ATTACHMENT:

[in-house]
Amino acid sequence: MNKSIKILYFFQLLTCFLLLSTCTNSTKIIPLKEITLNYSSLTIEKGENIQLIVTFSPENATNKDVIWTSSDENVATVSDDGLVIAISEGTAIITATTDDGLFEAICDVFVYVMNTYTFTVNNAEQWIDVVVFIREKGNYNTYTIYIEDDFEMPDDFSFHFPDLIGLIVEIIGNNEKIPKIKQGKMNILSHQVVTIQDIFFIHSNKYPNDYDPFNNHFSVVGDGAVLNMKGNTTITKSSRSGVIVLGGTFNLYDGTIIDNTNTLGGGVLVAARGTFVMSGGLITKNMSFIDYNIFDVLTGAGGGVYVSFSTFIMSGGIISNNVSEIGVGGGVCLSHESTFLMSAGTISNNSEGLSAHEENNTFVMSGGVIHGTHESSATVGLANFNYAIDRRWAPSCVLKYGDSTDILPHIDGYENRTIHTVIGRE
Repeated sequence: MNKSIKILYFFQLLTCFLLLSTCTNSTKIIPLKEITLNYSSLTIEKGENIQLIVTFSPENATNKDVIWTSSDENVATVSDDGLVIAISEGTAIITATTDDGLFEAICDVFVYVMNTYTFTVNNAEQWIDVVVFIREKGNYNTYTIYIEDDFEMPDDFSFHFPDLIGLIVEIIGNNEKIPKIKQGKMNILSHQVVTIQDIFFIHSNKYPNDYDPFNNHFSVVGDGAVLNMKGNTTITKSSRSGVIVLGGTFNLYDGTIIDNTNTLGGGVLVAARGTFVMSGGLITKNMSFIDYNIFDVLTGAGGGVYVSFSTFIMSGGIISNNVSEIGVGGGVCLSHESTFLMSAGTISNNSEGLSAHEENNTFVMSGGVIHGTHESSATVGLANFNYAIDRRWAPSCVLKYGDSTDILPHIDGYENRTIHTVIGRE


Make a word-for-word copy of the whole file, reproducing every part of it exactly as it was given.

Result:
[in-house]
Amino acid sequence: MNKSIKILYFFQLLTCFLLLSTCTNSTKIIPLKEITLNYSSLTIEKGENIQLIVTFSPENATNKDVIWTSSDENVATVSDDGLVIAISEGTAIITATTDDGLFEAICDVFVYVMNTYTFTVNNAEQWIDVVVFIREKGNYNTYTIYIEDDFEMPDDFSFHFPDLIGLIVEIIGNNEKIPKIKQGKMNILSHQVVTIQDIFFIHSNKYPNDYDPFNNHFSVVGDGAVLNMKGNTTITKSSRSGVIVLGGTFNLYDGTIIDNTNTLGGGVLVAARGTFVMSGGLITKNMSFIDYNIFDVLTGAGGGVYVSFSTFIMSGGIISNNVSEIGVGGGVCLSHESTFLMSAGTISNNSEGLSAHEENNTFVMSGGVIHGTHESSATVGLANFNYAIDRRWAPSCVLKYGDSTDILPHIDGYENRTIHTVIGRE
Repeated sequence: MNKSIKILYFFQLLTCFLLLSTCTNSTKIIPLKEITLNYSSLTIEKGENIQLIVTFSPENATNKDVIWTSSDENVATVSDDGLVIAISEGTAIITATTDDGLFEAICDVFVYVMNTYTFTVNNAEQWIDVVVFIREKGNYNTYTIYIEDDFEMPDDFSFHFPDLIGLIVEIIGNNEKIPKIKQGKMNILSHQVVTIQDIFFIHSNKYPNDYDPFNNHFSVVGDGAVLNMKGNTTITKSSRSGVIVLGGTFNLYDGTIIDNTNTLGGGVLVAARGTFVMSGGLITKNMSFIDYNIFDVLTGAGGGVYVSFSTFIMSGGIISNNVSEIGVGGGVCLSHESTFLMSAGTISNNSEGLSAHEENNTFVMSGGVIHGTHESSATVGLANFNYAIDRRWAPSCVLKYGDSTDILPHIDGYENRTIHTVIGRE